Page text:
Marrakech, the rose city, is the obvious destination for your first visit to Morocco. With its sun-baked walls, tropical gardens, covered markets and a magical main square, it is a city just waiting to be explored and with nine UNESCO World Heritage sites there is certainly plenty to see.

It has wide Parisian-style boulevards in the new part of the city and narrow rabbit warren-like alleys within the old walls of the Medina. It’s fringed with palm trees, olive and orange groves and is sheltered from the fierce Saharan winds by the snow-capped peaks of the Atlas Mountains. It is a bustling and energetic city that wears its Muslim heart on its sleeve with pride and shouts about its colourful influences including; Berber, Roman, Arab, French and even Andalusian.

Here our the top 10 things to do whilst in Marrakech…

1 – Bhaia Palace
Bahia meaning beautiful, sums up this impressive 150 room palace, which dates back to 1859, built by Si Musa, grand vizier of Alaouite sultan Muhammad ibn Abd al-Rahman.

2 – The Souks
The area of the Medina, just north of the Jemaa el Fna, is a network of souks, the endless alleyways with their tiny retail cubicles become more interesting the further you delve in. This is where Berber tribes once traded slaves, gold, ivory and leather. Now tourists and locals barter for everything from carpets to kaftans, cooked snails to spices, and clothing to baskets. The two main routes into the heart are Rue Semarine (aka Souk Semarine) which is the full-on bazaar route or Rue Mouassine which is calmer and leads to boutique shops (with their fixed and fair pricing).

3 – Le Jardin Majorelle
Le Jardin Majorelle, in the grounds of the former home of designer Yves Saint Laurent, is amazing. The colours and the cacti in this botanical garden are incredible.

4- Jemaa el Fnaa
The main square of Jemaa el Fnaa is just a big open space during the day with snake charmers, medicine men and soothsayers to entertain you. However, come back at dusk and the square becomes an open-air theatre of storytellers, acrobats, musicians and entertainers. It has been like this ever since this plaza was the site of public executions around AD 1050 – hence its name, which means ‘assembly of the dead’. When you want to escape the bustle, head up to a rooftop terrace, like the Café du Grand Balcon, for a great view over the square.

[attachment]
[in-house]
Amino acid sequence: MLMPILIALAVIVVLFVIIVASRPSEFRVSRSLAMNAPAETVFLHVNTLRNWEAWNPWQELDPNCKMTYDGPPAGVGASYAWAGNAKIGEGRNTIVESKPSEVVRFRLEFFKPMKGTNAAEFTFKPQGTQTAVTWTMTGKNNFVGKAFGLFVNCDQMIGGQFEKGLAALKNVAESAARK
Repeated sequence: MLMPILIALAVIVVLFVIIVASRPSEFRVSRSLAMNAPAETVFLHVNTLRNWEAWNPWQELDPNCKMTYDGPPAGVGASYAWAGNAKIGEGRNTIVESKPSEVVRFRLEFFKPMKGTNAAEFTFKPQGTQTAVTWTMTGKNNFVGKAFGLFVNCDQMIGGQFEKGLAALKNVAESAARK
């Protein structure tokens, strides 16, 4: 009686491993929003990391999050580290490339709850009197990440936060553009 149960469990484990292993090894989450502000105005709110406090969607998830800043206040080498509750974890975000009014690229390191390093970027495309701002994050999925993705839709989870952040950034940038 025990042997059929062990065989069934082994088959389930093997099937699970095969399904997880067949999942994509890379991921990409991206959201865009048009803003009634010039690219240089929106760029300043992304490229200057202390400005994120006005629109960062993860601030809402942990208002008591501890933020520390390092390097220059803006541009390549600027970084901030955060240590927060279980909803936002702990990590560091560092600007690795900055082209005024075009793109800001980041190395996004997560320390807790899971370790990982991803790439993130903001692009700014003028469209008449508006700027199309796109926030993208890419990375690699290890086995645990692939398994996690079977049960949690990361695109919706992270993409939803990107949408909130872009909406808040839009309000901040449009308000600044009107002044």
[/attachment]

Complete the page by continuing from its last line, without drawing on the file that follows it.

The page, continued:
5 – Koutoubia Mosque
Walk through the luscious gardens around the Koutoubia Mosque, Marrakech’s most famous symbol. The minaret, built in a traditional Almohad style and topped with four copper globes is visible from near and far as local ordinance forbids any other building in the Medina to be higher than a palm tree, it towers majestically over its surroundings. Listen out for the regular call to prayer, which can be heard for miles around and use the tower as a ‘compass’ and focal point when scurrying through the mystical Medina maze.

6 – Yves Saint Laurent Museum
The former house of the French designer is now a museum and one of the most popular attractions in Marrakech. There is a permanent display of hundreds of garments spanning his 40-year career.

7 – El Badi Palace
El Badi Palace, which although predominantly in ruins, and entirely reduced to its red pisé walls, is still breath-taking. The scale of the palace, its sunken gardens and impressive mosaics are well worth visiting.

8 – Saadian Tombs
Next to the Kasbah Mosque, the Saadian Tombs were forgotten about until 1917 when they were rediscovered by aerial photography. The lavish tombs were built in the 16th Century using pure gold and Italian marble.

9 – The Mellah (Jewish Quarter).
The Jewish quarter of Marrakech has undergone an extensive renovation programme and is an unexplored part of the city, but well worth a visit. Also make sure you stop at Al Azama synagogue and the Miara cemetery.

10 – Arset El-Mamoun gardens
The world-famous Arset El-Mamoun gardens just outside the Medina were established in the 18th century by Crown Prince Moulay Mamoun. Designed in traditional style with walkways, flowerbeds, orange groves and olive trees, non-residents who want to enjoy the gardens can visit by having a buffet lunch at the poolside restaurant, afternoon tea at Le Menzeh tea and ice-cream pavilion in the gardens, or on the back terrace overlooking the gardens.

Combine the city with more stops…

Marrakech is well connected to its surroundings. Team up your stay with other Moroccan cities for a multi-centre holiday with a difference. Travel first class inexpensively by train to Casablanca, Rabat & Fez in the North or have a few days relaxing on the east coast beaches at Agadir. Trek up in to the High Atlas Mountains for the experience of a life-time visiting the Berber tribes or lay low in a Gite in the foothills or even try out the ski slopes if you’re there between November & March.

The sun is always shining in Marrakech and from March to October it’s pretty difficult to avoid. There are lots of fabulous places to relax & unwind and watch the world go by. There’s so much to see & do with the famous gardens, tombs & palaces, so many more places to explore and so much more to write about…you’ll wonder why you didn’t stay for longer.


Dave Felton Senior Travel Consultant

Dave has worked at eShores since 2010, but has spent most of his career working in the travel industry. He is one of the most senior members of the team, who's happy to help anyone and what Dave doesn't know, isn't worth knowing. He loves to travel, taking in the sights, experiencing the culture, and enjoying a cold pint of beer, whilst keeping his eye on the Football results!